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‘The Everything Store’ Book Summary

Acclaimed Silicon Valley Journalist Brad Stone has been covering Amazon since its early days. “The Everything Store,” is a result of Stone drawing upon his writing experience and interviewing numerous Amazon executives, with the blessings of Jeff Bezos. The book provides a comprehensive account of Amazon’s growth from its 1996 inception until 2013, the year of publishing.

Reading the book was fruitful because it gave me a window into Amazon’s way of thinking & helped me understand Amazon’s complex business by breaking it down into distinct components. I’ve structured my book summary such that it should do the same for you as well.

And if you are thinking how much better it would have been if “The Everything Store” covered Amazon’s story until 2020, I have some good news. Stone has announced a sequel named ‘Amazon Unbound’ to deconstruct how Amazon has since grown from being an “everyhting store” to an “everything company,” aiming for publication in 2021.

Book Summary of ‘The Everything Store’ by ‘Brad Stone’

No PowerPoint Culture

Amazon’s internal customs are deeply idiosyncratic. PowerPoint decks or slide presentations are never used in meetings. Instead, employees are required to write six page narratives laying out their points in prose, because Bezos believes doing so fosters critical thinking. For each new product, they craft their documents in the style of a press release. The goal is to frame a proposed initiative in the way a customer might hear about it for the first time. Each meeting begins with everyone silently reading the document, and discussion commences afterward.

The Narrative Fallacy

Before working on ‘The Everything Store’, Brad Stone met Jeff Bezos seeking co-operation for writing the book. Hoping to impress Jeff, Stone presented a fictional press release of the book in typical Amazonian fashion. Towards the end of their discussion, Bezos asked a question Stone wasn’t prepared to answer, “How do you plan to handle the narrative fallacy?”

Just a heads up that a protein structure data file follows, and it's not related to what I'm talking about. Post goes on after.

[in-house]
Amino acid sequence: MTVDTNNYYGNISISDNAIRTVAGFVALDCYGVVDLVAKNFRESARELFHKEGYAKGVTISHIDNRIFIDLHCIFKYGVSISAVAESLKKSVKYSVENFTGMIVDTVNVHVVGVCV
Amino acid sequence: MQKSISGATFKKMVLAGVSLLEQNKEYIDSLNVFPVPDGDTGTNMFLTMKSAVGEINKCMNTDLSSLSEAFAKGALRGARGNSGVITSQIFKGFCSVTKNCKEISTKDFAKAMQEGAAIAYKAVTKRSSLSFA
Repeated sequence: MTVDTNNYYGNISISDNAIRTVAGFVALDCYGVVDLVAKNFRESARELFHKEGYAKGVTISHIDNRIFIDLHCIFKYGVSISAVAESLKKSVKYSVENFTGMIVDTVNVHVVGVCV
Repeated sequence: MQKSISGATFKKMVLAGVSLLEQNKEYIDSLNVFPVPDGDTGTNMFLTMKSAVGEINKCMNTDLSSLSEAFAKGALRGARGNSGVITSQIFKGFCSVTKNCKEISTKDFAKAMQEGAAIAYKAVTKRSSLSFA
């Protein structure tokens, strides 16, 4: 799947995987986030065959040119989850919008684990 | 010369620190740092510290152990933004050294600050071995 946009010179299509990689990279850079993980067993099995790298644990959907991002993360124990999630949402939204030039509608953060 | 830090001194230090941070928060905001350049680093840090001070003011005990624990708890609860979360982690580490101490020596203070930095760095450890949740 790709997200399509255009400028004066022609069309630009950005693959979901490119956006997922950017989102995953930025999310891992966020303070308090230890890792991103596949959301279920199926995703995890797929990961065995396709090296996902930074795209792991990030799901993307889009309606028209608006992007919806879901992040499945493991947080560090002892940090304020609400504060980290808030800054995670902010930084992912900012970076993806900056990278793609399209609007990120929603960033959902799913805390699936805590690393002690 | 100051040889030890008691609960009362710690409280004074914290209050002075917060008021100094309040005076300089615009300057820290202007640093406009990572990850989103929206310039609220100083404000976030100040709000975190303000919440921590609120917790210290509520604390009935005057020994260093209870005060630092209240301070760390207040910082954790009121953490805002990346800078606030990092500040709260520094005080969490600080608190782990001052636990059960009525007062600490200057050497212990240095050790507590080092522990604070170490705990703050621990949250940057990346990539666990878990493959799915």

The narrative fallacy, Bezos explained, was a term coined by Nassim Nicholas Taleb in his 2007 book The Black Swan to describe how humans are biologically inclined to turn complex realities into soothing but oversimplified stories. Taleb argued that the limitations of the human brain resulted in our species’ tendency to squeeze unrelated facts and events into cause-and-effect equations and then convert them into easily understandable narratives. These stories, Taleb wrote, shield humanity from the true randomness of the world, the chaos of human experience, and, to some extent, the unnerving element of luck that plays into all successes and failures.


In Taleb’s book—which, incidentally, all Amazon senior executives had to read— the author stated that the way to avoid the narrative fallacy was to favor experimentation and clinical knowledge over storytelling and memory.

What Distinguishes Amazon from Competitors

“If you want to get to the truth about what makes us different, it’s this, ” Bezos says, “We are genuinely customer-centric, we are genuinely long-term oriented and we genuinely like to invent. Most companies are not those things. They are focused on the competitor, rather than the customer. They want to work on things that will pay dividends in two or three years, and if they don’t work in two or three years they will move on to something else. And they prefer to be close followers rather than inventors, because it’s safer. So if you want to capture the truth about Amazon, that is why we are different. Very few companies have all of those three elements.”

Why, of all the Product Categories, Amazon Choose to Sell Books First